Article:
Cero's Candies, a 125-year-old Wichita business, is looking for a new owner.
The candy company, started in 1885, is owned by the Mental Health Association of South Central Kansas, which bought it from the Cero family in 2000.
The nonprofit association has used the business to train and employ those with severe and persistent mental illnesses.
But area employers are more willing to hire those with mental illnesses now, said Cero's general manager Marni Eickelman, and the association has decided to focus its resources and expertise "on direct mental health treatment, prevention and advocacy services."
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Eickelman said the association's goal is to sell Cero's, but it plans regardless to be out of the business by the end of the year.
"It's a business that's been around a long time," she said. "Hopefully, someone will step forward, want to carry on the tradition."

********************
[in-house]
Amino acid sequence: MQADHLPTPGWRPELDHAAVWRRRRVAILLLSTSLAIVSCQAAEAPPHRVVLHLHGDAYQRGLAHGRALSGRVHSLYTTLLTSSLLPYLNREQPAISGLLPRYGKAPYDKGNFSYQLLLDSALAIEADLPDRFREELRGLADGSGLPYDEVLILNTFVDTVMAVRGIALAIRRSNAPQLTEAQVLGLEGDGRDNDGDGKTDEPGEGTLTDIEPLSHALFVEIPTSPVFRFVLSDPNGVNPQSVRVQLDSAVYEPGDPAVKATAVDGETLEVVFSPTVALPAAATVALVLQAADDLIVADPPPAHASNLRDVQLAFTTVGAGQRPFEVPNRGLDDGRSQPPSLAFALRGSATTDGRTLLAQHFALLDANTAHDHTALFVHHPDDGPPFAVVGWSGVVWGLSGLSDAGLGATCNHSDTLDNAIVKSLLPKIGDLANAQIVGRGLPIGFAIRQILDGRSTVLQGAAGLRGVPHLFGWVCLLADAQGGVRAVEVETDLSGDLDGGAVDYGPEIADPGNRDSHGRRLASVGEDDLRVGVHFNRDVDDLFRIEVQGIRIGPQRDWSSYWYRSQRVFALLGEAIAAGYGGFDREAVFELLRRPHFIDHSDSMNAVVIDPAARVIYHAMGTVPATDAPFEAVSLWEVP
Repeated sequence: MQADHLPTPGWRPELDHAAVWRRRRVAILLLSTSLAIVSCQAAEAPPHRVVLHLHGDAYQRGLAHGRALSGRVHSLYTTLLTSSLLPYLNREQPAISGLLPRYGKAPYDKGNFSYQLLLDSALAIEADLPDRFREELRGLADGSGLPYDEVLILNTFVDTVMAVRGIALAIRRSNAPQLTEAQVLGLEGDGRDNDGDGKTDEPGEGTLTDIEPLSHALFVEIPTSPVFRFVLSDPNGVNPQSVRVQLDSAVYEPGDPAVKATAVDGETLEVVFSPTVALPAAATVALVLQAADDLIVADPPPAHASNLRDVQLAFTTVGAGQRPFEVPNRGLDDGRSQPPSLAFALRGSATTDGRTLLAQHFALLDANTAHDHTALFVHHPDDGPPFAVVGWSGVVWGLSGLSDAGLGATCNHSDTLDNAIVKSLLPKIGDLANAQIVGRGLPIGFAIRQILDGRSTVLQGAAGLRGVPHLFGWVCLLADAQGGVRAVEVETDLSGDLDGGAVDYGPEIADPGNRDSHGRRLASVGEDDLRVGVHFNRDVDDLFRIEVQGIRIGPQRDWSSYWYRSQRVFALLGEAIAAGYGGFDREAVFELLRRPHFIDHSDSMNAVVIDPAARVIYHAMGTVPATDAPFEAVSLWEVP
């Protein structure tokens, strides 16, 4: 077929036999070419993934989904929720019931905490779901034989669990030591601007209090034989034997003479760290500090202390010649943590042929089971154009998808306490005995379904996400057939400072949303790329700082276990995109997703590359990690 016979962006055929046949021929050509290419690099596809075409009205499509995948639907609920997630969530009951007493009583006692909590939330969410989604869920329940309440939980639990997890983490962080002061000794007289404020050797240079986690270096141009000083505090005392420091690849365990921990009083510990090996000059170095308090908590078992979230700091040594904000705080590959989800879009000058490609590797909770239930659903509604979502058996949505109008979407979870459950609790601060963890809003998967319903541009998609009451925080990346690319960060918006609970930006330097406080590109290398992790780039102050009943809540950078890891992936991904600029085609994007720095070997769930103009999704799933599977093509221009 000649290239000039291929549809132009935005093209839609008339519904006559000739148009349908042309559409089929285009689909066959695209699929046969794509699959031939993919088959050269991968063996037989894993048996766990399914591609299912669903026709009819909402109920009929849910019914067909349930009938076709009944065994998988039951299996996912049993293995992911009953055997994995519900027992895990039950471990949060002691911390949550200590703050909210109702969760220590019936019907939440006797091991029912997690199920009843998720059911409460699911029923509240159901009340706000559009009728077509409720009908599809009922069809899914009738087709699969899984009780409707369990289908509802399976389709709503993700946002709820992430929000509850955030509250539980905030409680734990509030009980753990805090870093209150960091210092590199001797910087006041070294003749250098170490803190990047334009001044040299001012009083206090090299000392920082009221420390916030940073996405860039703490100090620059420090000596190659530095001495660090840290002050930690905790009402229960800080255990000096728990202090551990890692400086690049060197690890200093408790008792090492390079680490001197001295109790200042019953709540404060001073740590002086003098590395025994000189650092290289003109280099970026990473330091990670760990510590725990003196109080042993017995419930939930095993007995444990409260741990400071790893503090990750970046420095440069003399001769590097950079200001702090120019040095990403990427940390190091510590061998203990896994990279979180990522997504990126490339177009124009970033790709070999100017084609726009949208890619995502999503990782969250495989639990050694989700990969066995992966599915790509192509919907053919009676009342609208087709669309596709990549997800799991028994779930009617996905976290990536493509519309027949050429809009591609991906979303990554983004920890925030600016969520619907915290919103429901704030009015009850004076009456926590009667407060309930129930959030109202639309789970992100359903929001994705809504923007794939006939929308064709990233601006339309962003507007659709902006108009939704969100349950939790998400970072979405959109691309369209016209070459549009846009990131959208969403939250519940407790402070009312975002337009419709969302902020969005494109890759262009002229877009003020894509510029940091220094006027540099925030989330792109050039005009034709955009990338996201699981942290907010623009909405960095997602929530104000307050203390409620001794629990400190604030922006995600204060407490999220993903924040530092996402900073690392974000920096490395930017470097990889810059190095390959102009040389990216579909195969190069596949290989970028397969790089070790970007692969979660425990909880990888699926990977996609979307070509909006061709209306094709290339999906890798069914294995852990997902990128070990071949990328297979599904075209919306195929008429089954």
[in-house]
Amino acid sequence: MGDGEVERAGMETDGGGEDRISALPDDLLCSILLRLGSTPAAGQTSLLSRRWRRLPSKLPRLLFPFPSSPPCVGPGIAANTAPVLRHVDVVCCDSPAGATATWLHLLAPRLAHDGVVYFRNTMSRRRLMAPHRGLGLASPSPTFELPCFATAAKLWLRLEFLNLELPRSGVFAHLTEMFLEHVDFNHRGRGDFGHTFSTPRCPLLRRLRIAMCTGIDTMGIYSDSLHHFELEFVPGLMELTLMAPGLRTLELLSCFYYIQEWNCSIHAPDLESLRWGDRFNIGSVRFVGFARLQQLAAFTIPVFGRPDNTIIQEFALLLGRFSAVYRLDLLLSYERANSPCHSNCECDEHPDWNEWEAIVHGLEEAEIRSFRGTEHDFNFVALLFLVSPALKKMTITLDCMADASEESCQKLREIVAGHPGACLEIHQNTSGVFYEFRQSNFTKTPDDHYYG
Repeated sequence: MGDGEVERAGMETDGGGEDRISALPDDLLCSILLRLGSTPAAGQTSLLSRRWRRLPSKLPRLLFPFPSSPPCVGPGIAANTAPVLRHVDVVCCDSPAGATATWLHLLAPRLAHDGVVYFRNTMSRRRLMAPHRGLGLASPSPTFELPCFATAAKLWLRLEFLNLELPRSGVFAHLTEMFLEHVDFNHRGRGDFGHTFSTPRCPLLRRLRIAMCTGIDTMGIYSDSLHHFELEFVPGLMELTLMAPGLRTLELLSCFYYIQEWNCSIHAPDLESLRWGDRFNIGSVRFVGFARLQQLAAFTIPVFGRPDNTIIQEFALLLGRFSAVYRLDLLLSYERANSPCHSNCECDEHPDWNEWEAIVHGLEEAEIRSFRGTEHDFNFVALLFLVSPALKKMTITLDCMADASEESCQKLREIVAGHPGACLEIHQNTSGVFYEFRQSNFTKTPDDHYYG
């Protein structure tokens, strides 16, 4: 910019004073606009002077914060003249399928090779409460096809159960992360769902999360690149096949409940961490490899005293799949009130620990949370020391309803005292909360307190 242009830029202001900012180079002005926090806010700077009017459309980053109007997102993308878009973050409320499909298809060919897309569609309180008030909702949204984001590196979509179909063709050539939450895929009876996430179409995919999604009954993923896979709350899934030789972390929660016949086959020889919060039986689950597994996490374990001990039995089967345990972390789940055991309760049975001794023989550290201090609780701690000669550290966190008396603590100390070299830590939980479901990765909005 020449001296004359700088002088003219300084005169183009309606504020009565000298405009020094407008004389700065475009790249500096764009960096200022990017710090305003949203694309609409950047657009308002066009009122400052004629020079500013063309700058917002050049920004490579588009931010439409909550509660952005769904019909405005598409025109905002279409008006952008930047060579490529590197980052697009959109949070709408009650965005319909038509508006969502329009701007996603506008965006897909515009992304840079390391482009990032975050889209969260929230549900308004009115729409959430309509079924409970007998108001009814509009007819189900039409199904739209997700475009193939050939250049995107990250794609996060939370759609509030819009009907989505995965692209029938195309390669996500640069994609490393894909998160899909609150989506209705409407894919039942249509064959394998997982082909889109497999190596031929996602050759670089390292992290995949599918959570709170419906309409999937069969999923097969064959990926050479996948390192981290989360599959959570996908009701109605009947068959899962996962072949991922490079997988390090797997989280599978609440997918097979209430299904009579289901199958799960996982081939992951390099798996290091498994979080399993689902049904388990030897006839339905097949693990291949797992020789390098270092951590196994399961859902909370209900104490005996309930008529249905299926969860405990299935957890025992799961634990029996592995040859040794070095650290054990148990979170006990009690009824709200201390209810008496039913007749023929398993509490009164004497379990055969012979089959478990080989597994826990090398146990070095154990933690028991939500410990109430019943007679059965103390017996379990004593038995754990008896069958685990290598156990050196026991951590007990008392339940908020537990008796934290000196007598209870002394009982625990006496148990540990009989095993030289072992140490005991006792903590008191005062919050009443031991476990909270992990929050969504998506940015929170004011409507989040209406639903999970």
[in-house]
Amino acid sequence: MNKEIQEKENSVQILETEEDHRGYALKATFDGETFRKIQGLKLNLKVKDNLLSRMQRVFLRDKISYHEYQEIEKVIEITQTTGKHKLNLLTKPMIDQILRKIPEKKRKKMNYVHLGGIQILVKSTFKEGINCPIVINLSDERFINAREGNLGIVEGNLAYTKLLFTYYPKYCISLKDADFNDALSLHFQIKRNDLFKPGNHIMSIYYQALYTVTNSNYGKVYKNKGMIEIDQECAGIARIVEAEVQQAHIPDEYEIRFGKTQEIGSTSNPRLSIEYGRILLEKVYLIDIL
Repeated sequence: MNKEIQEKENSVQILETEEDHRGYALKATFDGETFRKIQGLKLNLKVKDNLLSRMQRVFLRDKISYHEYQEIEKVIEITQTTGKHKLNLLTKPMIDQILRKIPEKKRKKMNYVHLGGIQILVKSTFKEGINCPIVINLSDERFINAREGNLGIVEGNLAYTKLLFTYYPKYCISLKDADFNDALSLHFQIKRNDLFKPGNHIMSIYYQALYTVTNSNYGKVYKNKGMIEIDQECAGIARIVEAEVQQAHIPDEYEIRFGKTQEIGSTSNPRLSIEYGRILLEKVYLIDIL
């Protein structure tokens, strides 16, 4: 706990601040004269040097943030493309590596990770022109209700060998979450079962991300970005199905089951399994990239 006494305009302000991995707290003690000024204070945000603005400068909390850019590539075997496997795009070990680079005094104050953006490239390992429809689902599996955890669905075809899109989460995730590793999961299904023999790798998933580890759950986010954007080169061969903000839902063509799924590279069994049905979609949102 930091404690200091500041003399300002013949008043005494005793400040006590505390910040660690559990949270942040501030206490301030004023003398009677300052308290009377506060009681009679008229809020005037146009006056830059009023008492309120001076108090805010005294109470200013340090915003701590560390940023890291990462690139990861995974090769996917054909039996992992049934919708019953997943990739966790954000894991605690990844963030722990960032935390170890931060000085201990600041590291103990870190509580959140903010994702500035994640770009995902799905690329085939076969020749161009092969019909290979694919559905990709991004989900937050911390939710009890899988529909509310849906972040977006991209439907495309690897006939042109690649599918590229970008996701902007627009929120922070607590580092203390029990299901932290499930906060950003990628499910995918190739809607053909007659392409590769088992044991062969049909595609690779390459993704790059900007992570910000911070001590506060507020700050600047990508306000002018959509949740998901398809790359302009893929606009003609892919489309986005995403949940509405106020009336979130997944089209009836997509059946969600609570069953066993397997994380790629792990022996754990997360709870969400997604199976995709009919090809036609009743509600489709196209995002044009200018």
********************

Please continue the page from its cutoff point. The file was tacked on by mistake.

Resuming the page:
The Mental Health Association moved Cero's from Kellogg to leased space at 1108 E. Douglas in 2001. Cero's has worked in recent years to "focus and tap into the corporate business, and that has really helped" sales, she said.
Cero's has four employees in addition to Eickelman. The business usually downsizes in summer because "chocolate's so temperamental," then gears up again as the holidays approach.
Eickelman said 92 clients of the association have worked at Cero's since 2000. Three are employed there now. The association will help them find other jobs.
The business was started by "Candy Pete" Cero, a Greek merchant marine who was lured to Wichita for railroad work in 1883. The crew left him behind when he became ill, and he turned to candy-making to make money.
Ed Cero sold the business when no family members wanted to take it over.
Eickelman said the Mental Health Association is "very proud of the experience we've had" and grateful to the community for its support. But the association needs "to focus on the direct care services."
"We're very very sad and really regret having to announce this, because it is such a wonderful experience and such a great product," she said. "It would be nice if someone would come forward" to buy it.